BOBBY HARRISON: McCoy returns for the season’s aesthetics




From my desk in the fourth floor press room of the state Capitol, I can look out the giant glass partitions and see blind Lady Justice sculptures, paintings depicting the history of our state, ornate marble, giant columns and much more than I can describe here.

And this time of year, this magnificent building is dressed in holiday attire – red ribbons, garland, almost too many Christmas trees and poinsettias to count. Often, holiday music from a school choir or from some other group can come filtering up the rotunda from the first or second floors where they perform.

As I glanced out the window recently, I saw a school group touring the building, all wearing red T-shirts except for one pint-sized Santa. Not to get involved in any cable news debate, but this particular young Santa Claus appeared to be African-American from across the rotunda.

The point is, I am fortunate, that from my desk, as I work, I have a breathtaking view of what I believe has to be the most majestic building in the state – one that can hold its own with most similar structures across the world.

Needless to say, I look out the window a lot – often being eyed or waved to by a passing tourist. Since I am on full view on the other side of the giant window, perhaps I feel a little like an animal on display in the zoo – much like a stately lion or powerful tiger I would like to think. But most others probably would say more like a monkey or dodo bird. It is not lost on me that those dodo birds are extinct.

I glanced up recently one day and did a double-take. My eyesight is not great, but from a distance across the rotunda it looked like former House Speaker Billy McCoy, D-Rienzi.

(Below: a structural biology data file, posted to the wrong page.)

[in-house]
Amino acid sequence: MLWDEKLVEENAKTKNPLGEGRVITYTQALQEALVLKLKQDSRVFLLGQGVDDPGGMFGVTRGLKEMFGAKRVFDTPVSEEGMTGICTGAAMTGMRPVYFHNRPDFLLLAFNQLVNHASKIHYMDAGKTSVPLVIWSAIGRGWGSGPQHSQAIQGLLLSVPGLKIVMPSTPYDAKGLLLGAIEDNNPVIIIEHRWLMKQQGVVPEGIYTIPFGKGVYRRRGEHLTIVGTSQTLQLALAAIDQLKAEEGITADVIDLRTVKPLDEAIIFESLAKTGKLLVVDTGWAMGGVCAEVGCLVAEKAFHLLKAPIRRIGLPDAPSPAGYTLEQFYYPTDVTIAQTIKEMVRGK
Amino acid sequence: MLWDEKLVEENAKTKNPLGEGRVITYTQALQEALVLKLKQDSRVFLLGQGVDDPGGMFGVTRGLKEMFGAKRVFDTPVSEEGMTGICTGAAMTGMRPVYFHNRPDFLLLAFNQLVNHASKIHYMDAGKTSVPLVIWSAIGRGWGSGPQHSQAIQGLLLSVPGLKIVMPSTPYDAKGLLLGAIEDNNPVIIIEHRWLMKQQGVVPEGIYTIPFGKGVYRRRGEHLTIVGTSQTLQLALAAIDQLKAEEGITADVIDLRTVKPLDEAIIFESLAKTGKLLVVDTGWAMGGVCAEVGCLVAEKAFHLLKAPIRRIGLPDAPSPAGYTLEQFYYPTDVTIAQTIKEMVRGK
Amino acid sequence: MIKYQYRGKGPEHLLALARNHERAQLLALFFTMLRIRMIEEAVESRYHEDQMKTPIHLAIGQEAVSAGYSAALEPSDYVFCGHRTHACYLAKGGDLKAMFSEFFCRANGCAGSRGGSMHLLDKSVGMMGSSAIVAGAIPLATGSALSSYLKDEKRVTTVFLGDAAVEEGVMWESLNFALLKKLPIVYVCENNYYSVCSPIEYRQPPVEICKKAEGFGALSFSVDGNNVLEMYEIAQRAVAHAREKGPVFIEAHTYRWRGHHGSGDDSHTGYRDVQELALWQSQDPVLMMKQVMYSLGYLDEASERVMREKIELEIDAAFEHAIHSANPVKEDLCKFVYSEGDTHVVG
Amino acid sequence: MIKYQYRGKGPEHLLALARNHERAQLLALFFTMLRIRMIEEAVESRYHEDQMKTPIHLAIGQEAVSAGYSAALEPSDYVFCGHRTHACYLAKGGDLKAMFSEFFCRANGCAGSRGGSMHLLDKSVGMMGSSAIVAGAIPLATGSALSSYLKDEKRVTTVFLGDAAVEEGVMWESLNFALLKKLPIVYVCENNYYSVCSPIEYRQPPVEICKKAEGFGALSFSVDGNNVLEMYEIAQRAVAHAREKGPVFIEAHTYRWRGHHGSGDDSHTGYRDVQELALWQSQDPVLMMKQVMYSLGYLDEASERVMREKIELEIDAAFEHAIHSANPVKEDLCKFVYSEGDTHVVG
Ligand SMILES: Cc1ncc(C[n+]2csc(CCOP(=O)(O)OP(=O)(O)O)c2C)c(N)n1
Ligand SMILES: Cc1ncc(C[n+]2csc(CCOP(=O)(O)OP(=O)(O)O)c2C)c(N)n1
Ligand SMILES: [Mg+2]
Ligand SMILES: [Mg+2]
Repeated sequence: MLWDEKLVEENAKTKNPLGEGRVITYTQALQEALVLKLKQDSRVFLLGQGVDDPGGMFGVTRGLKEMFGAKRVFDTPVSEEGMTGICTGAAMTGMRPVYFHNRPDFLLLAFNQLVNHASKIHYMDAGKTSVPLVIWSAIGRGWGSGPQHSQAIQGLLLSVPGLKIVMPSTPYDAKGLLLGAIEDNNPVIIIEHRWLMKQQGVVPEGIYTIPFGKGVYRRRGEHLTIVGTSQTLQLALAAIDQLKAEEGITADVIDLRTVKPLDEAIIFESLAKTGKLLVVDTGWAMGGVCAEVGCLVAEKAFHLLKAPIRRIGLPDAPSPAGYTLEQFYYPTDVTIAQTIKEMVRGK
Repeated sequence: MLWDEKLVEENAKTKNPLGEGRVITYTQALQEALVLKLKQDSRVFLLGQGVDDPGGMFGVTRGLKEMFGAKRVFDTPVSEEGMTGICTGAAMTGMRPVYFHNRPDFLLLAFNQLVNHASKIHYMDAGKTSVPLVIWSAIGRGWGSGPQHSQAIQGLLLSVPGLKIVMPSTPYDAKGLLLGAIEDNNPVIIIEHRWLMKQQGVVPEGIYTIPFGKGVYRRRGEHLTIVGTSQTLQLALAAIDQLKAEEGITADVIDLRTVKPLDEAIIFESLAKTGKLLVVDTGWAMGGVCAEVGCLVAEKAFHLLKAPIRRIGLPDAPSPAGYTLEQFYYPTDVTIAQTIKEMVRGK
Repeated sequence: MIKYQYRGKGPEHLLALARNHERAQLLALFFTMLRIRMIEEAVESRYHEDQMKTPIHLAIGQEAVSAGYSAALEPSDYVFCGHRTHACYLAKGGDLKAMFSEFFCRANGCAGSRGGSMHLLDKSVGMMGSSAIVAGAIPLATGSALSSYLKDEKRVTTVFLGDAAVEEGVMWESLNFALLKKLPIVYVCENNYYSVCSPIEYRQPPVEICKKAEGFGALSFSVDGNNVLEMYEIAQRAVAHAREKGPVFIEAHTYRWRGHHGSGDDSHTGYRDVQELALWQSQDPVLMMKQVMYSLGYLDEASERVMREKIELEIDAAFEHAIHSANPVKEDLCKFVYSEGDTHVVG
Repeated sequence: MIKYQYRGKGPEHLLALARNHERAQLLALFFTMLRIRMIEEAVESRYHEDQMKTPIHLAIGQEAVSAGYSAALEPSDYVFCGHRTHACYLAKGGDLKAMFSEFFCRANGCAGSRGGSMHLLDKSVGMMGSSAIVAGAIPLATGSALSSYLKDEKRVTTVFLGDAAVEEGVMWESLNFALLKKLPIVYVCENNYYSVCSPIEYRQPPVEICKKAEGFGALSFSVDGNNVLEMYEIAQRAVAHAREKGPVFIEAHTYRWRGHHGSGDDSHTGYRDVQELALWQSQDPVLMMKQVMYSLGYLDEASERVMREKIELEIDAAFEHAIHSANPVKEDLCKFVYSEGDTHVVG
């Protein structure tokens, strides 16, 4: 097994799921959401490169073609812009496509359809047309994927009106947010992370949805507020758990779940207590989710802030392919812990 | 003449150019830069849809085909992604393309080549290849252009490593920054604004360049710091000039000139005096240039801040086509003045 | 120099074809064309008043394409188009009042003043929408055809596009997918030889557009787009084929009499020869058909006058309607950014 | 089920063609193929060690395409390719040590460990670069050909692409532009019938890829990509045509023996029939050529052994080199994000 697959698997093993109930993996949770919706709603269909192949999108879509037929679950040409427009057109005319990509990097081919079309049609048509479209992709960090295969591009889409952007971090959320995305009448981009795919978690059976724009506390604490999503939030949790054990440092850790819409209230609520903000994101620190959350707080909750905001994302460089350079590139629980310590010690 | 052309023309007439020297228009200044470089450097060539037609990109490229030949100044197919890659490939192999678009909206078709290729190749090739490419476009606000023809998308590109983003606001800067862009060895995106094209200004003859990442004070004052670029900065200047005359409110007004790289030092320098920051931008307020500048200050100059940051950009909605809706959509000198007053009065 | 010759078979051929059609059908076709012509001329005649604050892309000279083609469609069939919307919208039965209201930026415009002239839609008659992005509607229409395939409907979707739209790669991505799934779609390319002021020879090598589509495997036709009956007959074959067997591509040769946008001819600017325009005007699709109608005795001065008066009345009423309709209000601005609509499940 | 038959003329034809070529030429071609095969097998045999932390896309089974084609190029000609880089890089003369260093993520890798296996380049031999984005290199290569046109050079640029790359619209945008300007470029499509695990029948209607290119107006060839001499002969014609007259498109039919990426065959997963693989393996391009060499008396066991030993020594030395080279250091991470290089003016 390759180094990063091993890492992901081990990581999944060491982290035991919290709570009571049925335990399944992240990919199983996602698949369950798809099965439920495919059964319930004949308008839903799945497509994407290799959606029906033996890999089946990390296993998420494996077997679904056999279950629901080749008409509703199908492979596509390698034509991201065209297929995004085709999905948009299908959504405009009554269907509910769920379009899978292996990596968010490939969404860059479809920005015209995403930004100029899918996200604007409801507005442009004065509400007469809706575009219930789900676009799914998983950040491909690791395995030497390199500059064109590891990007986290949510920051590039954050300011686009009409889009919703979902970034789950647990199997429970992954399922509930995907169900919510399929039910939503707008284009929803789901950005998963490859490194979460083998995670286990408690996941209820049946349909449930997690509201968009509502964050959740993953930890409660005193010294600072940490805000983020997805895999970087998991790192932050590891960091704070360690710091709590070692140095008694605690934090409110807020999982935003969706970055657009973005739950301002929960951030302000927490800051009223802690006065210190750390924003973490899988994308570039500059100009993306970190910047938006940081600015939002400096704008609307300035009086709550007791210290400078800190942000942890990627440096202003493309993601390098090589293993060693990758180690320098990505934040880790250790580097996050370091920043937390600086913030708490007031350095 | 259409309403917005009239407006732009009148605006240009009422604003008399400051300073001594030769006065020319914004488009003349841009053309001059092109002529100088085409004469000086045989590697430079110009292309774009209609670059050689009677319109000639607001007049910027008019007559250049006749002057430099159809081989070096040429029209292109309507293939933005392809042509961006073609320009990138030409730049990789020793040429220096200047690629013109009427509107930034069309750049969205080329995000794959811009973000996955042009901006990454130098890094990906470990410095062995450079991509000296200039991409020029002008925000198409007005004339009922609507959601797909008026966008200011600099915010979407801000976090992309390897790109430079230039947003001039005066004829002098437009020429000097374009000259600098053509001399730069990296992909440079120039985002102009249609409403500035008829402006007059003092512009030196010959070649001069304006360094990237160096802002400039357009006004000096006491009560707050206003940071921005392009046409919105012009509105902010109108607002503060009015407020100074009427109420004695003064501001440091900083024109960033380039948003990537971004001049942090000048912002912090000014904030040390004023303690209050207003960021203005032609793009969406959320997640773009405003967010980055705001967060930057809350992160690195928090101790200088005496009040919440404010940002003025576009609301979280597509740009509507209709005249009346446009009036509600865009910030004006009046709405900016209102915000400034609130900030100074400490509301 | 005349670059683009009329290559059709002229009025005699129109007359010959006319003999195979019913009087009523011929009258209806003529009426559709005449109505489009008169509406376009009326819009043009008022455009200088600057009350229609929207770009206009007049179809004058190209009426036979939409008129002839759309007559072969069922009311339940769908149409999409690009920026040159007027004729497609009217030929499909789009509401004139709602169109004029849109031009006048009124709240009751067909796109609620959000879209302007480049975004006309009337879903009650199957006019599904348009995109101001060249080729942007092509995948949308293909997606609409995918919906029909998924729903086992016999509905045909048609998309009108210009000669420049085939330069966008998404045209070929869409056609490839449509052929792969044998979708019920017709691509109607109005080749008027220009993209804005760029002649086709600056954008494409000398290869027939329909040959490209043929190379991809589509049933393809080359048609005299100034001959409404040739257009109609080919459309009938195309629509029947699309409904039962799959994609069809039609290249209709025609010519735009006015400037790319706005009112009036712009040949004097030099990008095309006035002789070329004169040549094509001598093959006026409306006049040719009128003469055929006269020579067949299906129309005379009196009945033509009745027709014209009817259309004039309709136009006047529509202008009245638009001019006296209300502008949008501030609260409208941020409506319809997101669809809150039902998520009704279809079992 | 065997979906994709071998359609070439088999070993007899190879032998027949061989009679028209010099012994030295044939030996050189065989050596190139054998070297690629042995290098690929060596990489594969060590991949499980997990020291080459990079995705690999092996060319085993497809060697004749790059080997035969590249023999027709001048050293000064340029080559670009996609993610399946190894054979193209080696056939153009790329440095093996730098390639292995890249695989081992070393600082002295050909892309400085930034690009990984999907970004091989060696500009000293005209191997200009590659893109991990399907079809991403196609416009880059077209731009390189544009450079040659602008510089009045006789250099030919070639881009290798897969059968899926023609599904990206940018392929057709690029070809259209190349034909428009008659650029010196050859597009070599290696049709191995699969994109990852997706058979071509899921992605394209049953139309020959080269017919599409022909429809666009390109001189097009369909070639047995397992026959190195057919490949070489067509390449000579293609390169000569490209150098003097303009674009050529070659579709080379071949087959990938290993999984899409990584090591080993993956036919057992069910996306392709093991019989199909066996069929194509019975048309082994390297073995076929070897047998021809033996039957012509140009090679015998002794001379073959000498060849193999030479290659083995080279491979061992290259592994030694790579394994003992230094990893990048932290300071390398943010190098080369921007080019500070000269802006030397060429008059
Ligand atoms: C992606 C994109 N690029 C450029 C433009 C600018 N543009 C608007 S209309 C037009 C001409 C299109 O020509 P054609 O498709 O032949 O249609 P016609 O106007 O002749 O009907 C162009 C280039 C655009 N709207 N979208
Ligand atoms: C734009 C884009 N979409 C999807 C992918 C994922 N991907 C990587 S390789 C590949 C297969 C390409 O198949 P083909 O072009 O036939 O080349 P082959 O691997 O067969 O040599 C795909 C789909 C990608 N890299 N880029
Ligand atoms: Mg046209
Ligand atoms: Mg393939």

After more intent staring, I ascertained it was the former speaker, a little more frail, walking with a cane – the result of a series of strokes he suffered early in his first term as speaker in 2004.

McCoy, 71, served in the House from 1980 until his final term ended in January 2012. The last two terms he served as speaker.

The Prentiss County native visited the Capitol when his father served in the same House as far back as the 1940s and ’50s at a time when travel was not nearly as easy from Northeast Mississippi. He not only saw history made in this building, but also was an integral part of making that history on so many pieces of legislation – the 1987 Four-Lane Highway bill, the Adequate Education Program, the Education Enhancement Act, Nissan.

The list goes on and on – as far as legislation where he was a key committee chair that either wrote or helped to write the legislation.

But on this particular day, Billy McCoy was a regular Mississippian – who wanted to see his state Capitol in all its holiday splendor. He was not here to meet with former colleagues or to lobby for a specific piece of legislation – as former legislators often do

He was here because as a former key legislator and as a lifelong Mississippian he loved the building, both aesthetically and for all it represents. It is a reminder that people can disagree on political philosophy and issues, but still love this state and country and the form of government we live under – regardless of who is in charge.

McCoy announced his retirement in 2011 on his own terms, but later that year his side lost a historic election, giving power in the House to the Republicans for the first time since the 1800s.

But that did not lessen his admiration for this building or all it represents. He recently came to simply admire it – for no other reason.

Nearly every time I call the former speaker these days for a comment on something, I get the same response, “Hold on for a second while I pull over.”

McCoy is constantly traveling, and since he has only one good arm, he is always careful about when he talks on the cellphone.

Nine times out of 10, he is traveling in Mississippi. He always talks about how much there is to see and do here.

Bobby Harrison is the Daily Journal’s Capitol correspondent. Contact him at or call him at (601) 353-3119.

Click video to hear audio